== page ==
3. Asset Management: Some agencies may have to manage hundreds of data-collection tools in the field. Agencies need to consider: remote support, license updates, and data transfer. However, field personnel may not always have connectivity. Agency managers need to be able to manage DI tools that are offline or not connected to the organizational network.

  4. Ensuring Privacy: Depending on the region and circumstances, most initiatives involving data collection will be met with scrutiny. This forces agencies to walk a thin line between maintaining public consent and being vilified as overstepping their authority and intruding into people’s personal information. Border agencies need the right tools and training to mitigate privacy concerns and show the communities they protect that they have their best interests in mind.

Fortunately, a wide range of digital solutions are available that address all of the above concerns. One of the simplest solutions being used by many police forces is digital kiosks.

These simple tools, which are being employed by a number of law enforcement agencies worldwide, have been used very effectively to mitigate the privacy violation argument. Their success, however, has hinged on departments being transparent about how kiosks are used and having sound processes in place that protect privacy.

According to Digit author Duncan MacRae, Police Scotland has taken a number of critical steps to explain how kiosk technology works while providing the legal basis for using kiosks to fight child sexual abuse and other crimes. More importantly, they’ve taken time to explain the manner in which kiosks will be used to protect privacy and how this technology will positively impact communities.

By being transparent about what they are collecting, how the information will be securely stored (and when it will be deleted), Police Scotland has eliminated a lot of pushback.

So far, the feedback has been extremely positive, thanks in large part to communicating with the community upfront. As MacRae’s article states, “Significant consultation has been undertaken with external advisory and stakeholder groups and Police Scotland held a series of public engagement events on digital forensics…”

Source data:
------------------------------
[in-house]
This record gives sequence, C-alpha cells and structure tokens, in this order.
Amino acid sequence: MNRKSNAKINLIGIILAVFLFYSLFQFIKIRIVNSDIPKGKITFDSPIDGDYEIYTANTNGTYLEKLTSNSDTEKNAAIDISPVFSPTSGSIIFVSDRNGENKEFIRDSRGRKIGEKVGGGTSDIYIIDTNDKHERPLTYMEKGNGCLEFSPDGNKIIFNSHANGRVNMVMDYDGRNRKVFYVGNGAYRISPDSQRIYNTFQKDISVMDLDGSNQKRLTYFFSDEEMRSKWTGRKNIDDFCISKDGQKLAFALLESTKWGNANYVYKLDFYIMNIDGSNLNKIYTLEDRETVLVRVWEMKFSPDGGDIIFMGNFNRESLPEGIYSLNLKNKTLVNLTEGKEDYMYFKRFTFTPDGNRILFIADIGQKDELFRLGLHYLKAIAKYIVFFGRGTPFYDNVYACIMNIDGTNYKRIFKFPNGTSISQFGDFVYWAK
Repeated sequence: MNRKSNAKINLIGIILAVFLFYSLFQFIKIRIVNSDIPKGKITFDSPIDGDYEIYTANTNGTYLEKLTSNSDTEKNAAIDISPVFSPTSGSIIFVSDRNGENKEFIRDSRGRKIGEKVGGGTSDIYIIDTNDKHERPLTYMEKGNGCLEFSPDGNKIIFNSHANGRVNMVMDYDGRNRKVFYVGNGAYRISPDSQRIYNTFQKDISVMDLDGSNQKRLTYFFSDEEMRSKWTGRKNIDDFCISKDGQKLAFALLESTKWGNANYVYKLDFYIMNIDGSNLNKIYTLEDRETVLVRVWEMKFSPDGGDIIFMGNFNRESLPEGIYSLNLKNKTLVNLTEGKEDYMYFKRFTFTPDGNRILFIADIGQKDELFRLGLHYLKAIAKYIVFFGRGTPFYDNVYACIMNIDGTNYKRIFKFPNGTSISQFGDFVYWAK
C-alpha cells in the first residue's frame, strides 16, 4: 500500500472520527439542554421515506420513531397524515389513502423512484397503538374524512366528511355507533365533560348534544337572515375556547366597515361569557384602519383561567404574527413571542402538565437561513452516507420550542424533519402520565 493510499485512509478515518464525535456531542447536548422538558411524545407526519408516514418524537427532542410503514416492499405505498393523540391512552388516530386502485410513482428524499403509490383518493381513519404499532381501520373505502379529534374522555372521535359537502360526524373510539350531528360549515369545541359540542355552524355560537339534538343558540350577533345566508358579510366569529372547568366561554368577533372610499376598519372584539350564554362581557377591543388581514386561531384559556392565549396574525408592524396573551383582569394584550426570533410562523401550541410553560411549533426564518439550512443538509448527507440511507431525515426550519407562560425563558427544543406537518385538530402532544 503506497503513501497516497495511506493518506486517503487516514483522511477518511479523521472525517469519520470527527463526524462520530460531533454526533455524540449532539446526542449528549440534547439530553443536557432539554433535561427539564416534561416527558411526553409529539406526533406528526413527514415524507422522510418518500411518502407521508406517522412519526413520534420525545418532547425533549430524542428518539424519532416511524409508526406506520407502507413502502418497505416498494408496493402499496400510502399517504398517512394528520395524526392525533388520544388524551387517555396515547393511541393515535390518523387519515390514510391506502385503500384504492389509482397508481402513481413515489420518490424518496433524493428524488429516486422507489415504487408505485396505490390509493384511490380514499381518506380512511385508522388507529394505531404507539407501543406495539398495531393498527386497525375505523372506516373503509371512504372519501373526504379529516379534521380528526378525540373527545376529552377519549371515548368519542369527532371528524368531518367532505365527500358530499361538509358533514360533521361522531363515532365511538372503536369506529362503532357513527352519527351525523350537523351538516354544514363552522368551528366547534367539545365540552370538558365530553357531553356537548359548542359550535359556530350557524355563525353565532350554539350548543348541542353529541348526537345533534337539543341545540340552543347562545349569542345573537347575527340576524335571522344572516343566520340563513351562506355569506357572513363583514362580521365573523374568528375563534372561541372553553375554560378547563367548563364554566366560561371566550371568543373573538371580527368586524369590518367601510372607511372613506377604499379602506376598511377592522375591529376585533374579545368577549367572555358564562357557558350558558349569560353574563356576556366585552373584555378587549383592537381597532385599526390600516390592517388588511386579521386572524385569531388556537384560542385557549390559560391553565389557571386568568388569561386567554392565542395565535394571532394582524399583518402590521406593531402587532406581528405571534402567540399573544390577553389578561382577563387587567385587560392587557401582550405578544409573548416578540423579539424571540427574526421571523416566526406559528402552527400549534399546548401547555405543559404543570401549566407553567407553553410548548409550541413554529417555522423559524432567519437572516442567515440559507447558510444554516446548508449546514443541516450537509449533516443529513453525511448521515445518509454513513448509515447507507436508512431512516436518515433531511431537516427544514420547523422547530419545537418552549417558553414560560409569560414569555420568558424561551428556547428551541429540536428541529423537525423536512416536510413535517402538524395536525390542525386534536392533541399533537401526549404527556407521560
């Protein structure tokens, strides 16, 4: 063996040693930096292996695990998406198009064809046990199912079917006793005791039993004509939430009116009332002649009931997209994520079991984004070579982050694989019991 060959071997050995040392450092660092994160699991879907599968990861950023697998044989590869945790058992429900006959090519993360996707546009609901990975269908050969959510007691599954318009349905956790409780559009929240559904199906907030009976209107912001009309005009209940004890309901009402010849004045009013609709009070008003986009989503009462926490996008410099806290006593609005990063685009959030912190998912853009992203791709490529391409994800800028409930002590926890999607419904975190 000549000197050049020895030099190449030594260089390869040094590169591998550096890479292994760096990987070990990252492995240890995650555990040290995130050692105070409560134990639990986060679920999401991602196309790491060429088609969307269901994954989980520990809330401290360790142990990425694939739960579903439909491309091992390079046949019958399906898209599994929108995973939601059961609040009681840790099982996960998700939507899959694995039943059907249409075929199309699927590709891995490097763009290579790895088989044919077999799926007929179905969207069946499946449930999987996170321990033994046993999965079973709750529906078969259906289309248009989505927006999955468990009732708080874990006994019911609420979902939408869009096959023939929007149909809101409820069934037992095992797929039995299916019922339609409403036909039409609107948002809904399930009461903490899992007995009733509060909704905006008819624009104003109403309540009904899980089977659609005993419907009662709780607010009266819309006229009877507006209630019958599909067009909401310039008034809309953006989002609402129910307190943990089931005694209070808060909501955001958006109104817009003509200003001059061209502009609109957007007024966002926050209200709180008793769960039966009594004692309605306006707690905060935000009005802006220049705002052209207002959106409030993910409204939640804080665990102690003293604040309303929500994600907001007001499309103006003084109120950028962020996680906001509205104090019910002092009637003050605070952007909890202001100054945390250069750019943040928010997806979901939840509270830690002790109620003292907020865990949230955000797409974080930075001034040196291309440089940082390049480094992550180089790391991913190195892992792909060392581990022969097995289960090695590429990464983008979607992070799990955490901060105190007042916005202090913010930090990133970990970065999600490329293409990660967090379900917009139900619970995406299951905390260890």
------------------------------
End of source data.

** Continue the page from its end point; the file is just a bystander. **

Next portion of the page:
In an article posted on the Scottish Police Federation’s site, Assistant Chief Constable, Steve Johnson, puts the legal argument against using kiosks to rest by saying, “that the force was now ‘entirely satisfied’ that there was a legal basis for the ‘digital device triage systems.’“

As Police Scotland has shown, educating the public about the benefits of using kiosks and being transparent about what data will be used is critical. Using kiosks does require some organizational restructuring and training, but the potential benefits for border agencies to simplify workflows, while gathering critical evidence quickly when needed, are huge.

Our next blog will cover the third step on the road to providing actionable intelligence for border security, which is data analytics.

For More On Border Security

Download the eBookSolving Your Border Challenges with Digital Intelligence” to learn more about how Cellebrite’s digital intelligence solutions for border security can help your organization.